Missed our latest free live-stream? Catch up now with Intracranial Enhancement by Frank Gaillard

Chiba needle

Dr Daniel J Bell and Dr Balint Botz et al.

The Chiba needle is one of the most commonly used biopsy/percutaneous access needles. It is a two-part hollow needle with a beveled tip angled at 30 degrees. The inner stylet (which is also beveled) is removable. The beveling of the Chiba needle results in superior steering compared to conventional trocar needles. It is typically between 18-22 G and is primarily used for aspiration tissue biopsy, to aspirate fluid, and to gain percutaneous access to the biliary tree (e.g. PTC) and pelvicalyceal system of the kidney. It can also be used to puncture and thereby deflate an intravascular balloon if it fails to deflate through its own valve 1,2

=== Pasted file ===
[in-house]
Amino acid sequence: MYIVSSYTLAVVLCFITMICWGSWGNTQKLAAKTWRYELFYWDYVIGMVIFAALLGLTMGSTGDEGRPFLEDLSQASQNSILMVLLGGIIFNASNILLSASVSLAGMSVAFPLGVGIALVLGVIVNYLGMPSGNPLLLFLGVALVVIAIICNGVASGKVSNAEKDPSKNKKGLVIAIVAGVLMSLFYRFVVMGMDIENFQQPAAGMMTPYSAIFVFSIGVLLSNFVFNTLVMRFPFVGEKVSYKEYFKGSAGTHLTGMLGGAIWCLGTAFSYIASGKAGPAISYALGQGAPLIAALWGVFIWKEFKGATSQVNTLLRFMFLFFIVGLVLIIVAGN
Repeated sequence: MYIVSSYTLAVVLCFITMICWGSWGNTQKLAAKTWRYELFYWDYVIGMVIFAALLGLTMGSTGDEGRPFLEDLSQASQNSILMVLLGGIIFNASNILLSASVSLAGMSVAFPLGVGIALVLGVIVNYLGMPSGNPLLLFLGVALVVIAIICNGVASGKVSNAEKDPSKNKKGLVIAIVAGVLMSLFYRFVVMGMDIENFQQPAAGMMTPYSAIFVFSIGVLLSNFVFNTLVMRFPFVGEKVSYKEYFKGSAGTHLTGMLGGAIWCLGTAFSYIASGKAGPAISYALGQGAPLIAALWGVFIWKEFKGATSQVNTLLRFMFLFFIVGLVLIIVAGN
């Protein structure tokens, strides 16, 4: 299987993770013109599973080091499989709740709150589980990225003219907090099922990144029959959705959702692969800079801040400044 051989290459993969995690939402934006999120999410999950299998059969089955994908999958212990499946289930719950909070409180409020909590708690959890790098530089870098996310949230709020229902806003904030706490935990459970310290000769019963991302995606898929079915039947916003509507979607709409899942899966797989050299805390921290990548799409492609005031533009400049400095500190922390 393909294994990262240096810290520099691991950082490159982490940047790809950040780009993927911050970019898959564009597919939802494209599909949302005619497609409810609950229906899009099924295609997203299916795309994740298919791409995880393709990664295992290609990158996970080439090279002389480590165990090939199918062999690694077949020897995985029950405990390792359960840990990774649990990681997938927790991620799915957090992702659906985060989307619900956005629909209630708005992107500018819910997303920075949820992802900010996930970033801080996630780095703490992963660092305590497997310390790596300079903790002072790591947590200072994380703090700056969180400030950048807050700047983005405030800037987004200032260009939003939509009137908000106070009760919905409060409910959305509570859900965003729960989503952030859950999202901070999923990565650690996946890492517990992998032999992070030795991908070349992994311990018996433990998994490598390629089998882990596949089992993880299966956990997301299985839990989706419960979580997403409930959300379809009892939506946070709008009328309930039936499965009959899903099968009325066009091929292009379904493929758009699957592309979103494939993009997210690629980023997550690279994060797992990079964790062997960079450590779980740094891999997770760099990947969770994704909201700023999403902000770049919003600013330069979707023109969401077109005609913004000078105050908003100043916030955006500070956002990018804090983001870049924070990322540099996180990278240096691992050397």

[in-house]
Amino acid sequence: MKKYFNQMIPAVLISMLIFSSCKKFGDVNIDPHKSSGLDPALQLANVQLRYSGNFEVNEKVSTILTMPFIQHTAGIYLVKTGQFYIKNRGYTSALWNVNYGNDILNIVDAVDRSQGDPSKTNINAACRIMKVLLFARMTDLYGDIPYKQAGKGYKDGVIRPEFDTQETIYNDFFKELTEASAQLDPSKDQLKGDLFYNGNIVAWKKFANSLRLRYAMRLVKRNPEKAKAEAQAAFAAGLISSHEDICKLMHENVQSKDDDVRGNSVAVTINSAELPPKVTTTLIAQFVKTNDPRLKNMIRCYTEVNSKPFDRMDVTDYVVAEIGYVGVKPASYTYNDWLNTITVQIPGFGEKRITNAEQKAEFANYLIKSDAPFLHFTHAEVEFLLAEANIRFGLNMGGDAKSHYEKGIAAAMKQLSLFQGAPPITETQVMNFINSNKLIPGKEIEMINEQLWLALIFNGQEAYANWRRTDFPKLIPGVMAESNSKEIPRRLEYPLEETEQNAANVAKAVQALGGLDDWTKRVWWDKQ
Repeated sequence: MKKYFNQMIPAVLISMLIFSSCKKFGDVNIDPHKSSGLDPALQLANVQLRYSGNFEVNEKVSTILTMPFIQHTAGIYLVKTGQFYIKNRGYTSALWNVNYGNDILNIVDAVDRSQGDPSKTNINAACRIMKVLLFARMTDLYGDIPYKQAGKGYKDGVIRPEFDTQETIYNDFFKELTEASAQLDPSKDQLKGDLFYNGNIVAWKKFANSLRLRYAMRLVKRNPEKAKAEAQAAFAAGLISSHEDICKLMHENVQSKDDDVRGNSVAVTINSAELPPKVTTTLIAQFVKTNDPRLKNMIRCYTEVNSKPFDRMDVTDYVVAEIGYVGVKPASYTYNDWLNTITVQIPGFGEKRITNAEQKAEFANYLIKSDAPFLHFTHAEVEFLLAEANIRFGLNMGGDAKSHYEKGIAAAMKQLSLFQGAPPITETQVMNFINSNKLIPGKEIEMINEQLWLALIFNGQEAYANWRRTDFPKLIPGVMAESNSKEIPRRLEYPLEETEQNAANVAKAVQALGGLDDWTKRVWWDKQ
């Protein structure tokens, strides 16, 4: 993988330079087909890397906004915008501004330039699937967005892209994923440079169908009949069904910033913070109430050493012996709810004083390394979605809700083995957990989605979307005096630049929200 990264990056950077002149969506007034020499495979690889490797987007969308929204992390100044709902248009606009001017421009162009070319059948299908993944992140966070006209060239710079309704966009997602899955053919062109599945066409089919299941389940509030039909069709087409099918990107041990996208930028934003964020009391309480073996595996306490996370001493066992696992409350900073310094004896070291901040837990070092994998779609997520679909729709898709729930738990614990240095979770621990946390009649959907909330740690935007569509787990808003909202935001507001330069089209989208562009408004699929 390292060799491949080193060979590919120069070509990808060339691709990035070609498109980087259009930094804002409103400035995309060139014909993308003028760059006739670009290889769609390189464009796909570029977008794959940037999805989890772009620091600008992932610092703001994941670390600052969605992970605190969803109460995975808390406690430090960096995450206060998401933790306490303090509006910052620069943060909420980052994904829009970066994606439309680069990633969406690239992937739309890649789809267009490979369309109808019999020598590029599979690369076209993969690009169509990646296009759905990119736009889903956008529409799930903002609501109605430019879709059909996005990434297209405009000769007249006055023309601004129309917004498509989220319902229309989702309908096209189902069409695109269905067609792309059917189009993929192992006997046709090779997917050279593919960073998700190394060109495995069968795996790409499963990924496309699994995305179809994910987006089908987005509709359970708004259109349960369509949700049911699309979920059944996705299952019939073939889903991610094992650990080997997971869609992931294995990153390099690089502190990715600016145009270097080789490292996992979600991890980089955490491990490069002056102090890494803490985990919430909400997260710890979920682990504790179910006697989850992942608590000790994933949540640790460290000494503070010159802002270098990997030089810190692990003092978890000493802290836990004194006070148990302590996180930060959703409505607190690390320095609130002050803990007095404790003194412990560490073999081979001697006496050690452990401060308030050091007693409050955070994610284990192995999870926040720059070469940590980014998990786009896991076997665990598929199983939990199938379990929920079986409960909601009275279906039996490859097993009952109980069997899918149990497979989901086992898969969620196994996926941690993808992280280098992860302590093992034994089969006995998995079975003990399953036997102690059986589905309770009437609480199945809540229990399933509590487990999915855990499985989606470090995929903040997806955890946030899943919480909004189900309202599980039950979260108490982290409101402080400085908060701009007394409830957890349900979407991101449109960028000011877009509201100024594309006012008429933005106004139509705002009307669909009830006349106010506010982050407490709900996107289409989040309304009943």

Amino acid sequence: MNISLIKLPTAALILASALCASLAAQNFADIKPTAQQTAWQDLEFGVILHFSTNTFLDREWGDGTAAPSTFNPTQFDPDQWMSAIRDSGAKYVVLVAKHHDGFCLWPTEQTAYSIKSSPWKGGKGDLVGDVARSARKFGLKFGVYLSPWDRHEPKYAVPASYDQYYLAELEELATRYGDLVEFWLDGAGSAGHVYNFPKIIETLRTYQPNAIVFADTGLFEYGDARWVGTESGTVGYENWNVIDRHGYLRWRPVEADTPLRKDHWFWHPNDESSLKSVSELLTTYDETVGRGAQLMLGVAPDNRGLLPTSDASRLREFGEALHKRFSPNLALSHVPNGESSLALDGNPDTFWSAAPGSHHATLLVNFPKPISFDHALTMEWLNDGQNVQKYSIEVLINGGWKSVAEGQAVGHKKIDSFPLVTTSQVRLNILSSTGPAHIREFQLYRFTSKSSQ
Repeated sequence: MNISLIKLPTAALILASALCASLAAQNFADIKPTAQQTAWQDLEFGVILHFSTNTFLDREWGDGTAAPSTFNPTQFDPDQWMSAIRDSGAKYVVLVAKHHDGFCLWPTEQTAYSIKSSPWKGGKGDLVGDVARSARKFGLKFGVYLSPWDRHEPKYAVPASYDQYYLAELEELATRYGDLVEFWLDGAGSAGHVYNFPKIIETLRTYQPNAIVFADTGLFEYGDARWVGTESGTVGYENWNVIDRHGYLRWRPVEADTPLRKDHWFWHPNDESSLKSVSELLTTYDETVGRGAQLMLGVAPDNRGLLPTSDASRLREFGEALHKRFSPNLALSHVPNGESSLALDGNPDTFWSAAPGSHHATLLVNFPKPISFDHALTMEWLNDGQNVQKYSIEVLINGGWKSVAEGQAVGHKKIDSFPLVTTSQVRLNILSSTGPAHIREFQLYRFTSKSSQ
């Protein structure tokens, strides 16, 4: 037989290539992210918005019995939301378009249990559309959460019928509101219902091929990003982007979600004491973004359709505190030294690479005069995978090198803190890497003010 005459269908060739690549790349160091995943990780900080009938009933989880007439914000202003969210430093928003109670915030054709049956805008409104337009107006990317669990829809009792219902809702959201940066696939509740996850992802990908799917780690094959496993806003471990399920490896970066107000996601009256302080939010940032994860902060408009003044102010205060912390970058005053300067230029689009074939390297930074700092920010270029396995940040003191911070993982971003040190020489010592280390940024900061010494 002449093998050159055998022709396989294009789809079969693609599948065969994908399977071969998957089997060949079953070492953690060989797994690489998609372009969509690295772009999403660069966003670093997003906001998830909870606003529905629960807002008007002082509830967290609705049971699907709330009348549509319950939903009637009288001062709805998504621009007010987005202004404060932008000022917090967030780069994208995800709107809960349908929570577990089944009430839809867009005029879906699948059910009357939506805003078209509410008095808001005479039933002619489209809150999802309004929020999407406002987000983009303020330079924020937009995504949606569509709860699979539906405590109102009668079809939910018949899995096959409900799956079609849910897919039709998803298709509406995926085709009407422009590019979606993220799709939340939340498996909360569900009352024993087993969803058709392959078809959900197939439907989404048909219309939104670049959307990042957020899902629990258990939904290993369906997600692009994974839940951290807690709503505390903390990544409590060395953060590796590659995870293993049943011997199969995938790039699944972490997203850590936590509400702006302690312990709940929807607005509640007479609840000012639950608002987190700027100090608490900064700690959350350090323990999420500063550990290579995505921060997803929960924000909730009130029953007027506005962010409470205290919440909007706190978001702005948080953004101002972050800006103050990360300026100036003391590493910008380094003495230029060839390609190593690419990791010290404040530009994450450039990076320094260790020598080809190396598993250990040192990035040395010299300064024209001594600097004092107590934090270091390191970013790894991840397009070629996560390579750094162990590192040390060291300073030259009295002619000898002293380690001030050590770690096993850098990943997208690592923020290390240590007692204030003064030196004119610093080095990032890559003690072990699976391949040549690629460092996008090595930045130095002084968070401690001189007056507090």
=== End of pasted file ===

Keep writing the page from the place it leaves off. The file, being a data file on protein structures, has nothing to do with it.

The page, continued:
History and etymology

The Chiba needle was named after Chiba University in the city of Chiba in Japan. Much of the pioneering work on percutaneous transhepatic cholangiography (PTC) including development of these thin needles was performed by physicians at this institution. The term Chiba needle was first used by the late Allan G Redeker, an American hepatologist, and colleagues in a review article in 1975 3,4.

Article information

rID: 78179
Synonyms or Alternate Spellings:
  • Chiba needles

ADVERTISEMENT: Supporters see fewer/no ads

Updating… Please wait.

 Unable to process the form. Check for errors and try again.

 Thank you for updating your details.